In their editorial, the Commonweal Editors chided the Bishops for not explicitly incorporating Muslims in their call to religious liberty. Was the omission deliberate?I tended not to think so. But then I came across this website from the "Thomas More Center." Without a hint of irony, it proclaims its purpose to defend the religious liberty of Christians, but NOT of Muslims--indeed, it is explicitly directed against Muslims.Religious freedom for me but DEFINITELY not for thee? Yikes.I have no idea whether or to what degree the Bishops' conference is coordinating in its work with this group. And having grown up in New England, I know politics makes strange coalitions. Still, I would be much more relieved if this statement had indicated that the Bishops weren't going in this direction themselves.A troubling possible use of the Smith plus RFRA combo. When it's a "good religion" (like Catholicism?) people can emphasize "religious liberty," when it's a "bad religion" (like Islam?) people can push Smith's support of laws of general applicability. From a strategic legal realist perspective, Smith plus RFRA, gives you the legal ammunition to do what you want.But this isn't right. Whatever the legal rule is--Smith, RFRA, etc., it has to be applied to everyone fairly. That's the basic point of the rule of law.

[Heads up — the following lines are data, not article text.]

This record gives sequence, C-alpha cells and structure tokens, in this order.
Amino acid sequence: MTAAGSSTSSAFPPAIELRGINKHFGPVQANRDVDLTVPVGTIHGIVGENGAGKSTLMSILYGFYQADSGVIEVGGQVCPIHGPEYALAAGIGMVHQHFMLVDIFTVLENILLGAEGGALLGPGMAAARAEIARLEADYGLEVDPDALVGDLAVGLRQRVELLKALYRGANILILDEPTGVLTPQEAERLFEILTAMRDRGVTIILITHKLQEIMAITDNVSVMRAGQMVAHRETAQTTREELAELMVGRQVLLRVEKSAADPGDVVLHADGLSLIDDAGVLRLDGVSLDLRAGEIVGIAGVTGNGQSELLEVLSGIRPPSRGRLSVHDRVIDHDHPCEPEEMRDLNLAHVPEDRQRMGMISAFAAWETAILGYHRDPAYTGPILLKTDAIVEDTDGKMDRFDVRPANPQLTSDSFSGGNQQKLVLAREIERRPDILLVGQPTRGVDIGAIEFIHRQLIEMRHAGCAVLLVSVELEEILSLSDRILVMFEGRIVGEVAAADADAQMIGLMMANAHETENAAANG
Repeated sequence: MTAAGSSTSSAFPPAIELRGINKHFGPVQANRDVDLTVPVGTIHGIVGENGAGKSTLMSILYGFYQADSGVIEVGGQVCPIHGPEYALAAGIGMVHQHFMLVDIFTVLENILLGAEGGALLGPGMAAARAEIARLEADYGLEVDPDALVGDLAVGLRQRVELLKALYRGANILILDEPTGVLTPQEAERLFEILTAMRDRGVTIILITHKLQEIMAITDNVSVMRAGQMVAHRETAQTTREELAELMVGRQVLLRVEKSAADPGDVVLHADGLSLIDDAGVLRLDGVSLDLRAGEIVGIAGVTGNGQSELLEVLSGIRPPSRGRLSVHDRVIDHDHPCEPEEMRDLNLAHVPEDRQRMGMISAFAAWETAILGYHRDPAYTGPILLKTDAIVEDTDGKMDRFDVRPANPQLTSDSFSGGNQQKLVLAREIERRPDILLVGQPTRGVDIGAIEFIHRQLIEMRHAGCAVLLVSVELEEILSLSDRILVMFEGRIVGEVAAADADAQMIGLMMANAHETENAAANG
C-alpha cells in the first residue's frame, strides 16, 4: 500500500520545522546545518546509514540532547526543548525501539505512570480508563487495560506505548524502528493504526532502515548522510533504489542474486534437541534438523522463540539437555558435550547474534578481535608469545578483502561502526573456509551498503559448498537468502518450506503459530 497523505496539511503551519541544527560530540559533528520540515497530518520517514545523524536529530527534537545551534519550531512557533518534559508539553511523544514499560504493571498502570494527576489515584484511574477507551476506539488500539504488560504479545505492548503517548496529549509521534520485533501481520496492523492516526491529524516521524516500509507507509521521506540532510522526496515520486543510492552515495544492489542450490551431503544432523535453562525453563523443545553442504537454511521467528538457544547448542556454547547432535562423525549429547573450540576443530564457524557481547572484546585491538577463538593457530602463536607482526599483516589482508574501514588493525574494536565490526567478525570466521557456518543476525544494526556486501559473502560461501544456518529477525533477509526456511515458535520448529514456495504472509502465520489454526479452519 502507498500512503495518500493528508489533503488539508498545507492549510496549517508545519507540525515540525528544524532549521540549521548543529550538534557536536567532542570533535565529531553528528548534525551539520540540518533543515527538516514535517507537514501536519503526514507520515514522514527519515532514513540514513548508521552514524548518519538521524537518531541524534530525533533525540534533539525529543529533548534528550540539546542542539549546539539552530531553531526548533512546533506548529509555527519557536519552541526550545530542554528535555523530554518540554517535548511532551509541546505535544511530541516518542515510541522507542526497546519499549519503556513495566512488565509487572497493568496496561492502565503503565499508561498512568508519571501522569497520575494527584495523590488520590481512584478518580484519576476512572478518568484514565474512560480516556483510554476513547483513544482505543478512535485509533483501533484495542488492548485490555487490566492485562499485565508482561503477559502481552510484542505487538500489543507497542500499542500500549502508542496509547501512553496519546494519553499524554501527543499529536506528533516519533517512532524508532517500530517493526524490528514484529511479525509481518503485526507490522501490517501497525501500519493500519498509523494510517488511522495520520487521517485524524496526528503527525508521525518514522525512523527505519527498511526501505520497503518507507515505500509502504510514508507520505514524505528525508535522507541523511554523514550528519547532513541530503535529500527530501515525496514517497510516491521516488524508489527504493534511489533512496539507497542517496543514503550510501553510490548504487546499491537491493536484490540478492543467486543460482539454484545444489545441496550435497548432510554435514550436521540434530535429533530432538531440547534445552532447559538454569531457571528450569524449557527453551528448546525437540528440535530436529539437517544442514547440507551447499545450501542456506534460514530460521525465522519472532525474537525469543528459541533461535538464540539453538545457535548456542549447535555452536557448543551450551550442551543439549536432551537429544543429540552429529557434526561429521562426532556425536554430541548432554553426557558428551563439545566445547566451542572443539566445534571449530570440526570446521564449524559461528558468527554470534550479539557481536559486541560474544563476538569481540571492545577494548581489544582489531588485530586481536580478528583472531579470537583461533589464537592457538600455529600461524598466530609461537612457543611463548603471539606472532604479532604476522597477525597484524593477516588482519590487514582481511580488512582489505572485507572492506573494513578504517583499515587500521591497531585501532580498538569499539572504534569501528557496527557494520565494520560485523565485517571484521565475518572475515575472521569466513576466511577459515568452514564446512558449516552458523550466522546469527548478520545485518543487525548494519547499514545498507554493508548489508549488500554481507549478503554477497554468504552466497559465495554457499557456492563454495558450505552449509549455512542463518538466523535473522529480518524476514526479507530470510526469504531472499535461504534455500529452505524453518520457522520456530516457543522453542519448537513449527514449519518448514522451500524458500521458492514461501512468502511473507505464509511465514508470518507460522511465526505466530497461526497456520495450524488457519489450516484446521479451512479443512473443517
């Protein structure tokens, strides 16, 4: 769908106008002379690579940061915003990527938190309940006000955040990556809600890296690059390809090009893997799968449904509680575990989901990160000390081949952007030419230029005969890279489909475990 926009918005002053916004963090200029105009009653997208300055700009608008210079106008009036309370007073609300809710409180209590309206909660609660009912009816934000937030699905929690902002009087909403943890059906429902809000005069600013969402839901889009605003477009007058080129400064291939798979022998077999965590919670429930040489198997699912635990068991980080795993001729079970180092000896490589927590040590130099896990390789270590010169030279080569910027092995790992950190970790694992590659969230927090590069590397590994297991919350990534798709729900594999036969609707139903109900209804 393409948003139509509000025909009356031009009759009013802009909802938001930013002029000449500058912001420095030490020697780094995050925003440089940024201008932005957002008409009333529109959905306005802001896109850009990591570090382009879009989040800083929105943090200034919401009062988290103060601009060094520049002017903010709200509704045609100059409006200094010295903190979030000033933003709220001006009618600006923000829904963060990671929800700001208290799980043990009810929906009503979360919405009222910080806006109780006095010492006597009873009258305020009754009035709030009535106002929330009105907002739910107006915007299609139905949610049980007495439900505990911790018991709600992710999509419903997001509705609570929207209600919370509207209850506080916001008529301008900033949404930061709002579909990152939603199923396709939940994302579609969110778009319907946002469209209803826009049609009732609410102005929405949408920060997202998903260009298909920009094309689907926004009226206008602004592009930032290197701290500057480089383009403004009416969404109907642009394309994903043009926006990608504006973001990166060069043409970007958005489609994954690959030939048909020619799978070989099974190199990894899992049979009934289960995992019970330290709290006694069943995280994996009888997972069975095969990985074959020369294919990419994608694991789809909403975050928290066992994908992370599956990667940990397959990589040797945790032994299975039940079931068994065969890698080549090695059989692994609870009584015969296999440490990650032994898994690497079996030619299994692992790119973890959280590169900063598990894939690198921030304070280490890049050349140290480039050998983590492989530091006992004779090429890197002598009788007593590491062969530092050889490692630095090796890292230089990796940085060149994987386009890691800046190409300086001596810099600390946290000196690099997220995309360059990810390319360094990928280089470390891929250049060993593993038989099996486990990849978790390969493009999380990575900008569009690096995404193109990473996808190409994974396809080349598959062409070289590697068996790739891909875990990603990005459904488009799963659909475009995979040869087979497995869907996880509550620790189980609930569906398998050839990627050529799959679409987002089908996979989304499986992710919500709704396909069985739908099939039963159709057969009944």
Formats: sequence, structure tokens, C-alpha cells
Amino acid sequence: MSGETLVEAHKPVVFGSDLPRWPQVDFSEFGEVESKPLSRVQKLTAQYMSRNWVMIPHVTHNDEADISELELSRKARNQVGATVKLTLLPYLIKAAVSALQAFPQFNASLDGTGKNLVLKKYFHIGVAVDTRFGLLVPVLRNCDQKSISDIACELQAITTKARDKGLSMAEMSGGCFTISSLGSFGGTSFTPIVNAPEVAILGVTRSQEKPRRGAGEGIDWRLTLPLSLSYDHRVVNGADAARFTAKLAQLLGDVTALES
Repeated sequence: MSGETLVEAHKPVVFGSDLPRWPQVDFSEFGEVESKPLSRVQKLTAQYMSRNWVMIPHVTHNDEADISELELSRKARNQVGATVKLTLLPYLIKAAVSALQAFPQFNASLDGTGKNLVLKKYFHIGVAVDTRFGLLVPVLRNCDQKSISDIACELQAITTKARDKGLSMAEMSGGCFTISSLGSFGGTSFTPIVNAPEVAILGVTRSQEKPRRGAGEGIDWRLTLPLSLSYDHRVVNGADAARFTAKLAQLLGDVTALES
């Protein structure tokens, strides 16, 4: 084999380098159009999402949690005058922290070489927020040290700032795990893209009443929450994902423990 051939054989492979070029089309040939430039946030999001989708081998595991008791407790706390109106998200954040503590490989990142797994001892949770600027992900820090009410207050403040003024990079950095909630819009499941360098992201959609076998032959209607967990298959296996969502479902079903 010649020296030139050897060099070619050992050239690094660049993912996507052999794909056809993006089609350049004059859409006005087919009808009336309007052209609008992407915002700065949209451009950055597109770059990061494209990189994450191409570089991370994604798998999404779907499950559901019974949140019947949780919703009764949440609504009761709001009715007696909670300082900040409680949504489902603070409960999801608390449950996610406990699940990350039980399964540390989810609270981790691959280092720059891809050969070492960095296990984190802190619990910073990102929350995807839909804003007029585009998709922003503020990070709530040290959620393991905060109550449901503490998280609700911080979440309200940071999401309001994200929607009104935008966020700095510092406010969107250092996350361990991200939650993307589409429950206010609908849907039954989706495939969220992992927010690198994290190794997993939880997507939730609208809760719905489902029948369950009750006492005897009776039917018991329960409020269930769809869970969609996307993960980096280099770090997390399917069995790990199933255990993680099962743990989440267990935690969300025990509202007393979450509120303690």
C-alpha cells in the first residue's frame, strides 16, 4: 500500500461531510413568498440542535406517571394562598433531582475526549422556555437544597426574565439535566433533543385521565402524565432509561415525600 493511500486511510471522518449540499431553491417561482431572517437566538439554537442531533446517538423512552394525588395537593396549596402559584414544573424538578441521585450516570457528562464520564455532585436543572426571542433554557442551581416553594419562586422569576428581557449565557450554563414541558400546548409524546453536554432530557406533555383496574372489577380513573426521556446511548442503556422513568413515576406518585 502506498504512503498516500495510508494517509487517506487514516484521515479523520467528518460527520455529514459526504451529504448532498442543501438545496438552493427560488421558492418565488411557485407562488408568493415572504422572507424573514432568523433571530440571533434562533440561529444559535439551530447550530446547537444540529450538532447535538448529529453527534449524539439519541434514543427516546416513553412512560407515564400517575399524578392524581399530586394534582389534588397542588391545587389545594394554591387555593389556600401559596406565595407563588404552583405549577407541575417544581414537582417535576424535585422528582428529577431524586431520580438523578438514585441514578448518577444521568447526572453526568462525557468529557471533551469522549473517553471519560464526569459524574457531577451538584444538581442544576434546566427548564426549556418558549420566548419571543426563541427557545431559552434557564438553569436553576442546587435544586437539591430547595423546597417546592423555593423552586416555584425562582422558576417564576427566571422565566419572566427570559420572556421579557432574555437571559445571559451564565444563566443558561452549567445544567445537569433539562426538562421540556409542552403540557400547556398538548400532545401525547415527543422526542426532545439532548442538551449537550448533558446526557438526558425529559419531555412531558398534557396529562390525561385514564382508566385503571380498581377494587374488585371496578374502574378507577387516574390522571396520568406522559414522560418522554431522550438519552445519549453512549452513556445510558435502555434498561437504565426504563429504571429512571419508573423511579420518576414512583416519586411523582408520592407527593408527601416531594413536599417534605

Cathleen Kaveny is the Darald and Juliet Libby Professor in the Theology Department and Law School at Boston College.